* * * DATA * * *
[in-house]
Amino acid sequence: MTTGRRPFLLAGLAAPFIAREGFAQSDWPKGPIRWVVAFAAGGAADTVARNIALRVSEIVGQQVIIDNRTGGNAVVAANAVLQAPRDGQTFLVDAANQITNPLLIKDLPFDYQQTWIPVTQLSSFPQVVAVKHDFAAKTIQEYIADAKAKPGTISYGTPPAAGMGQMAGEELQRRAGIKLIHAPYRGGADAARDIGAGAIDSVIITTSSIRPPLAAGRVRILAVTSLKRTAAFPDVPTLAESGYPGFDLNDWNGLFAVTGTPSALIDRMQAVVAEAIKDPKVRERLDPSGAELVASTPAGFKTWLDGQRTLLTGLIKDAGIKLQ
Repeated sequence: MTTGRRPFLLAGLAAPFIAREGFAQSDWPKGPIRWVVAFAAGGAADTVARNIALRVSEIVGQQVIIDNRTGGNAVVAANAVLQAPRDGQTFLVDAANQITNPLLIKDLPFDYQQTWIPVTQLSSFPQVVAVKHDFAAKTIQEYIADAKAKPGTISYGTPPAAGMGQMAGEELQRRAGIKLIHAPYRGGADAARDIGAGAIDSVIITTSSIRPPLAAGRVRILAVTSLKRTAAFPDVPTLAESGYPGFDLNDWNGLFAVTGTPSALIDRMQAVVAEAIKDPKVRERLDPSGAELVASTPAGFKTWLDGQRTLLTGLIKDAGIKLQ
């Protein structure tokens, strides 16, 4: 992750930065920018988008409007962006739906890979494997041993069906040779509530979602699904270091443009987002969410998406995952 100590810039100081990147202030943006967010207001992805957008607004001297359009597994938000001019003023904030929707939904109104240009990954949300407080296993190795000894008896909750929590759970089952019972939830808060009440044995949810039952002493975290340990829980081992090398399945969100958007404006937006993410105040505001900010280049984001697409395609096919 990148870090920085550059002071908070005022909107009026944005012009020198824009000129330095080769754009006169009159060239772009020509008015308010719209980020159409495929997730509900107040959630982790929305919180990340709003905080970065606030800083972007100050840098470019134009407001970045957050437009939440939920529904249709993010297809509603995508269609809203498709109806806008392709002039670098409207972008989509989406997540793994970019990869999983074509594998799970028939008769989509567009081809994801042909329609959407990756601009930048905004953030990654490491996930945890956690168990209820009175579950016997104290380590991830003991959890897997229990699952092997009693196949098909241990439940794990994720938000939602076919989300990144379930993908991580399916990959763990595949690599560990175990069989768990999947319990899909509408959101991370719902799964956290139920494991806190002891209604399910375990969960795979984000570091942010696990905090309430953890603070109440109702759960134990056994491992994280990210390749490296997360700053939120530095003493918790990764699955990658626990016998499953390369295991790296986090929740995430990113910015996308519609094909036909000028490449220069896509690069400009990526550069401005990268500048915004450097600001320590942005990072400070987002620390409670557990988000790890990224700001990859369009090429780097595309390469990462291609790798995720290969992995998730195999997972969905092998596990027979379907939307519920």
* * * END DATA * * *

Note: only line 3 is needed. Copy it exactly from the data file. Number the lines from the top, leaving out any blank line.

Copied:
Repeated sequence: MTTGRRPFLLAGLAAPFIAREGFAQSDWPKGPIRWVVAFAAGGAADTVARNIALRVSEIVGQQVIIDNRTGGNAVVAANAVLQAPRDGQTFLVDAANQITNPLLIKDLPFDYQQTWIPVTQLSSFPQVVAVKHDFAAKTIQEYIADAKAKPGTISYGTPPAAGMGQMAGEELQRRAGIKLIHAPYRGGADAARDIGAGAIDSVIITTSSIRPPLAAGRVRILAVTSLKRTAAFPDVPTLAESGYPGFDLNDWNGLFAVTGTPSALIDRMQAVVAEAIKDPKVRERLDPSGAELVASTPAGFKTWLDGQRTLLTGLIKDAGIKLQ